Since the dawn of humanity, our ancestors have roamed the Earth, adapting to diverse environments and crafting tools and shelters to ensure their survival. During this journey, our ancestors often had to get creative when faced with a seemingly insurmountable obstacle, such as a steep rock face or mountain.
In a new study, researchers claim they have identified the earliest evidence of people using rope ladders to reach unconventional places. This intriguing claim is based on cave paintings in eastern Spain, which depict people using makeshift rope ladders to reach a beehive.
The paintings are dated to around 7,500 years ago, showing that prehistoric people may have been even more resourceful than previously thought.
But while the cave art offers valuable insight, it does not reveal the specific techniques employed for rope production, leaving questions about whether twisted or braided fibers were used. At the same time, the length of the depicted ropes implies proficiency in creating durable, long ropes, hinting at their specialized usage for climbing.
The Honey Hunt
The artwork suggests that ancient Spanish Levantine societies must have heavily relied on honey collection, the only activity clearly discernible from the depictions (besides climbing of course).
If the artist drew the painting to scale, the rope would measure approximately 25 meters. This indicates a great willingness to invest significant time and effort, underlining the critical importance of honey and wax for these people.
Prehistoric societies valued bee-related products for various economic, technological, and cultural purposes, from providing high-calorie sustenance to facilitating tool production. The art showcases various climbing systems, categorized into rigid ladders or masts, and flexible systems, possibly reflecting different types of materials. For instance, some of the climbing structures look like tree trunks while others look clearly like ropes.
Interestingly, while Spanish Levantine rock art is geographically widespread in over 1,000 sites in the region, depictions of climbing systems are concentrated in only two places: the Maestrazgo in the northern regions of Castelló and Teruel, and the Caroig Massif in the southern region of Alicante. Researchers suggest that these may reflect specific behaviors, territorial codes, or symbolic significance.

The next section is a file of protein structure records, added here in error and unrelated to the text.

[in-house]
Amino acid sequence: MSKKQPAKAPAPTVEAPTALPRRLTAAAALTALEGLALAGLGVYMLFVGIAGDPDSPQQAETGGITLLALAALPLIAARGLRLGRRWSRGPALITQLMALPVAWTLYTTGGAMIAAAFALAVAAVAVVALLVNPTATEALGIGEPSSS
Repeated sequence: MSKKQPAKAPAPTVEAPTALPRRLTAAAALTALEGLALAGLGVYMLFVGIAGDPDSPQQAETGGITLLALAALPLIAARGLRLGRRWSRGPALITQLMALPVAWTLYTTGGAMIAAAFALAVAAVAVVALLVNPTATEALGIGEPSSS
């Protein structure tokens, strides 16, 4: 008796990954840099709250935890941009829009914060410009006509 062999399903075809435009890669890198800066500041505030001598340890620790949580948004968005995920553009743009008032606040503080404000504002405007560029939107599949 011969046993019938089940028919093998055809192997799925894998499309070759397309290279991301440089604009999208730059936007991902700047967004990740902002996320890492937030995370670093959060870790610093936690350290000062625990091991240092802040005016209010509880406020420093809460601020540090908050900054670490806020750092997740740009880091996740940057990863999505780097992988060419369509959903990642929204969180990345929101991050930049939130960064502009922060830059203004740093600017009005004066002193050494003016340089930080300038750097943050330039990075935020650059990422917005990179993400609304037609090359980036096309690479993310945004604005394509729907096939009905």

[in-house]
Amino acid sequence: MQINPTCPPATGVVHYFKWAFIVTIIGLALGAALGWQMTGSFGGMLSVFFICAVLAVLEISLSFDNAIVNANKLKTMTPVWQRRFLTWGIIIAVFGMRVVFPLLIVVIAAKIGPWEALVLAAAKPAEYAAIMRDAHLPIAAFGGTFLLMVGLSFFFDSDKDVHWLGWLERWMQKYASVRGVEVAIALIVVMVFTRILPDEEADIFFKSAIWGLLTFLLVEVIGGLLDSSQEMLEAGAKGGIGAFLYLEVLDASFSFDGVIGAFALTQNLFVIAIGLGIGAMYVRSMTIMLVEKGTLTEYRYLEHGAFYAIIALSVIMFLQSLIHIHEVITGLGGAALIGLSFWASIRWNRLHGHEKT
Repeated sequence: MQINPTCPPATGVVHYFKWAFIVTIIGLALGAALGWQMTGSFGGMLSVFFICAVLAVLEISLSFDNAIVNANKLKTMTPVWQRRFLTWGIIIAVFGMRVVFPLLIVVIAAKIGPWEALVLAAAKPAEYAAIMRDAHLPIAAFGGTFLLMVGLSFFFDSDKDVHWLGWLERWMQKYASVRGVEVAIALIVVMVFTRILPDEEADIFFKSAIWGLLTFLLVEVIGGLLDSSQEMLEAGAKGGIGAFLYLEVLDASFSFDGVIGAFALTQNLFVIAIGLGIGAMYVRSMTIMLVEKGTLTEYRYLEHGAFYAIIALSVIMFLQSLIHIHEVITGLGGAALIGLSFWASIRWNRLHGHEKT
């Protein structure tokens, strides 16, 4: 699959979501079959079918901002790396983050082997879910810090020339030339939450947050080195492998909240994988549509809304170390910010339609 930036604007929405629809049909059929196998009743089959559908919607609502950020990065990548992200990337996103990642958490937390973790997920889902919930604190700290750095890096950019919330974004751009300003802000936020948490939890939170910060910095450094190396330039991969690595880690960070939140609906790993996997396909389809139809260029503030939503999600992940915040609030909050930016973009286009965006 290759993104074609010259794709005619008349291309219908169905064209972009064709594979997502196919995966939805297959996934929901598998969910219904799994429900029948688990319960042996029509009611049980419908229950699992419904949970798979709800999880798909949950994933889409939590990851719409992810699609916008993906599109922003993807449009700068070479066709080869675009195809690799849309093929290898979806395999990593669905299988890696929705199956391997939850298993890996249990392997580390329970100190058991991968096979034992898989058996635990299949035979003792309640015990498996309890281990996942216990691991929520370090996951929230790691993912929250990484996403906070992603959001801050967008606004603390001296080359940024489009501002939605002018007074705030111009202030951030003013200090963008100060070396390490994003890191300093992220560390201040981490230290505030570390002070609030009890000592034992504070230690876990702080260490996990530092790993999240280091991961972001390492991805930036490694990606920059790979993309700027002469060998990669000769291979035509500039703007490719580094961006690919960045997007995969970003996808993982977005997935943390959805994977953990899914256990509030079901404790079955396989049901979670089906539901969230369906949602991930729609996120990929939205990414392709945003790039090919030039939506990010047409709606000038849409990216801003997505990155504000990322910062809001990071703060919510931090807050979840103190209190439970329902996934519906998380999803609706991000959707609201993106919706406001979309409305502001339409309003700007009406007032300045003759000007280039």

The ephemeral nature of the materials used for rope production makes it challenging to trace their origins over time. But luckily, these cave paintings have survived the test of time and are now providing invaluable new information.
The art of constructing and successfully ascending rope ladders was no small feat in ancient times, as evidenced by the painstakingly intricate designs and precision required. What stands out even more is that these ladders were anchored and suspended from above. Hunting for honey must have been quite dangerous.
One particular scene first discovered in 2021 showcases a complex ladder design known as a stirrup ladder. Remarkably, this design is still used in the mountaineering practices of today.
The art itself is also quite good. For instance, the artist meticulously captured the way the closest stirrups shrink due to the climber’s weight and the tension on the rope.
What prompted our ancestors to invest such significant time and effort into this perilous pursuit remains uncertain. But it appears that the allure of honey and the valuable beeswax were compelling enough.
Designated as a World Heritage Site since 1998, the Spanish Levantine rock art, a unique artistic phenomenon of the eastern region of the Iberian Peninsula, provides a vivid portrayal of human life during a pivotal stage of development.
The depictions of hunting, warfare, social activities, and gatherings offer a valuable window into the past. The latest research extends this understanding, illustrating how these societies navigated the daunting challenges of their environment with their craft and courage.
The findings appeared in the Cambridge Archaeological Journal.
Was this helpful?